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Bhutan’s Stunning Mountain Scenery

...and more penis jokes than you can stand

overcast 79 °F

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Gorgeous views along the road from Thimphu to Punakha

Deep gorges and sheer cliffs fell away to one side of the car as I looked out my window. Beyond those drops, isolated farmsteads, tiny hamlets, and colorful towns stretched into the distance. The road from Thimphu to Punakha, Bhutan, was one of the most scenic I have ever traveled. I tried to imagine what it was like to for these poor villagers to wake up to million dollar views every morning. Did it grow old after awhile? My guess was no - based on the number of road side stands selling chilis, tomatoes, corn, and other vegetables from their fields. All were cleverly sited exactly where you’d want to pull over to take pictures of the incredible panorama opening up before your eyes. They knew they lived amidst soul-searing beauty.

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Clouds obscure the view from Dochula Pass

My morning had begun with a heartfelt prayer for good weather and clear skies that day. We would be traveling through the Dochula Pass on the way to Punakha. On a clear day, you can see the peaks of the Himalayas from the pass. Yes, yes, I had been incredibly lucky and seen them on my flight in. But how many times can you view the Roof of the World before you grow tired of it? My guess is never, and thus, my hope to see those icecaps on this morning.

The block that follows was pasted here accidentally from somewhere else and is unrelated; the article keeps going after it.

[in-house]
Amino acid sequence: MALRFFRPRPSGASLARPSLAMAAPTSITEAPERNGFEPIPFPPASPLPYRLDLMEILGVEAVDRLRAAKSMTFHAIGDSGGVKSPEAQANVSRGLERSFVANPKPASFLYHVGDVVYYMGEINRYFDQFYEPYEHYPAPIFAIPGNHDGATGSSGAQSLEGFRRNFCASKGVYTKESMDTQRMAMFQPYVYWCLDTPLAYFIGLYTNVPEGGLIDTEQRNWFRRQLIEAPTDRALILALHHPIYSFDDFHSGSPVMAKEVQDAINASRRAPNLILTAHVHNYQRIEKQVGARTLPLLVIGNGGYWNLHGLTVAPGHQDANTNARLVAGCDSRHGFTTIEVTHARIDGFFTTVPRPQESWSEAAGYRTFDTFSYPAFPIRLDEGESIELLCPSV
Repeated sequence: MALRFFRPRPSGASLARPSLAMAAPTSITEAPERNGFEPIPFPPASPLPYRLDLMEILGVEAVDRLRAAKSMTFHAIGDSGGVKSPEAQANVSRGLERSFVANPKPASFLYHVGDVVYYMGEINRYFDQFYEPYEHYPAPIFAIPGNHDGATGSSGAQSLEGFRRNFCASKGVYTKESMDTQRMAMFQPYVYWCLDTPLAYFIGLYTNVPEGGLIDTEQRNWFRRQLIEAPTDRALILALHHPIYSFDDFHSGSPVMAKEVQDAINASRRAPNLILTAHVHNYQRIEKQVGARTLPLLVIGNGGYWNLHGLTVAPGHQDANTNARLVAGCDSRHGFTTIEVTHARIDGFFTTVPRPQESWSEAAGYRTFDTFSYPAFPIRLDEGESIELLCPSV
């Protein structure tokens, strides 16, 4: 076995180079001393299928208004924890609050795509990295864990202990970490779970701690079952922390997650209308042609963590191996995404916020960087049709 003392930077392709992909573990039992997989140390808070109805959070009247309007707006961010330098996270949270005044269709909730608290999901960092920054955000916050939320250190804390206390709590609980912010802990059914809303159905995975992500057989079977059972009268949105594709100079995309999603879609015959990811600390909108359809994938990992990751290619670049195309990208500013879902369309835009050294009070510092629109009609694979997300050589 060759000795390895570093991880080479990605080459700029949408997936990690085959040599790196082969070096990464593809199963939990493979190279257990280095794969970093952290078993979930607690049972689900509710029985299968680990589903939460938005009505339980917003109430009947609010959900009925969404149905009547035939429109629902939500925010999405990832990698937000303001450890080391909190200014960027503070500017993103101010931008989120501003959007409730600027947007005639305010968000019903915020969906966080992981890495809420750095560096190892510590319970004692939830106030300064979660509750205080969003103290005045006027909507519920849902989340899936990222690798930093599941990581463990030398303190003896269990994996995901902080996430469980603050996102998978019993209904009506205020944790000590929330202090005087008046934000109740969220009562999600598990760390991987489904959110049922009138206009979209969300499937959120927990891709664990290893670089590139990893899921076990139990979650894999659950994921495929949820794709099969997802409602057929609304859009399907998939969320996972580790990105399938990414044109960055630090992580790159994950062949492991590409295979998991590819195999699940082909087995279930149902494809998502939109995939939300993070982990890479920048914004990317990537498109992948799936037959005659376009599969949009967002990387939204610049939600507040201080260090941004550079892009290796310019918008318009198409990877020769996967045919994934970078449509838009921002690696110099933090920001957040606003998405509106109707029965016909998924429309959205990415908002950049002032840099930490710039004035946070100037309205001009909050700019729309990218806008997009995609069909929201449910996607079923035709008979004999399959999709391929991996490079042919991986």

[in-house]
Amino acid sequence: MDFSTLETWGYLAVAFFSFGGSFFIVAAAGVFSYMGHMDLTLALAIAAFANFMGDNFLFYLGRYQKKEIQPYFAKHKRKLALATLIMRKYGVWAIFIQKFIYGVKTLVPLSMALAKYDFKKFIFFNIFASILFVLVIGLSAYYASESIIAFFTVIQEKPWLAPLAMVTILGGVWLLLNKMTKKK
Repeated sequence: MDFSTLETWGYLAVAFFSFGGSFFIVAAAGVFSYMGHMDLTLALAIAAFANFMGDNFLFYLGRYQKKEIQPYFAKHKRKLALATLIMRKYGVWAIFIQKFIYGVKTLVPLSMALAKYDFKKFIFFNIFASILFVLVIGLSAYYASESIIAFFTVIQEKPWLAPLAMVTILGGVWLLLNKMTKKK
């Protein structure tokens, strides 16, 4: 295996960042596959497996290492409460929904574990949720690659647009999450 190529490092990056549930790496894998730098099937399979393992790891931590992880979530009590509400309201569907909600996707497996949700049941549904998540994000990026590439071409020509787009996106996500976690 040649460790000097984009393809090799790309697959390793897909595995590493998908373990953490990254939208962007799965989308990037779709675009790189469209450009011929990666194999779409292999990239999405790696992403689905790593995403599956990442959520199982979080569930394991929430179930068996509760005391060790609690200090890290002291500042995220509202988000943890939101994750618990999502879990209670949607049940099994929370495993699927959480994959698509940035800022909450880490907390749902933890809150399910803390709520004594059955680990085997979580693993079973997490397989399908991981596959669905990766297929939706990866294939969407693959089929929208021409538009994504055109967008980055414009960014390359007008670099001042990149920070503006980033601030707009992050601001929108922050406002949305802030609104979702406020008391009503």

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A line of mountain peaks of plays hide and seek n the clouds

When we arrived at Dochula Pass, we were greeted by a dense cloud cover, wrapping us in a blanket of fog. My guide Sonam was positive, and said it might clear up. He led me around what was essentially a roadside park, pointing out the display illustrating Bhutan’s Himalayan peaks, the best viewpoints, and the monument at the center of the park. It was built by the Queen in honor of the 108 soldiers who lost their lives suppressing an Indian rebel movement that had based themselves in Bhutan along its border with India. An oval of 108 man-high, brick stupas crowned the park - one for each soldier.

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A villager’s home standing on a hill above a deep valley

Sonam led me slowly through the mist, each of purposively dragging our feet to give time for the skies to clear. As we finished our circuit, I suggested we climb the monument and walk amongst the stupas, which seemed to have a great viewpoint - if the day were clear instead of fogbound. The stupas are in an oval on a hilltop, and as we reached the summit, I saw a patch of blue amidst the gray, and pointed it out to Sonam. He looked around, seeming to sniff the air, and declared it was clearing up.

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More Mountain scenery on the road to Punakha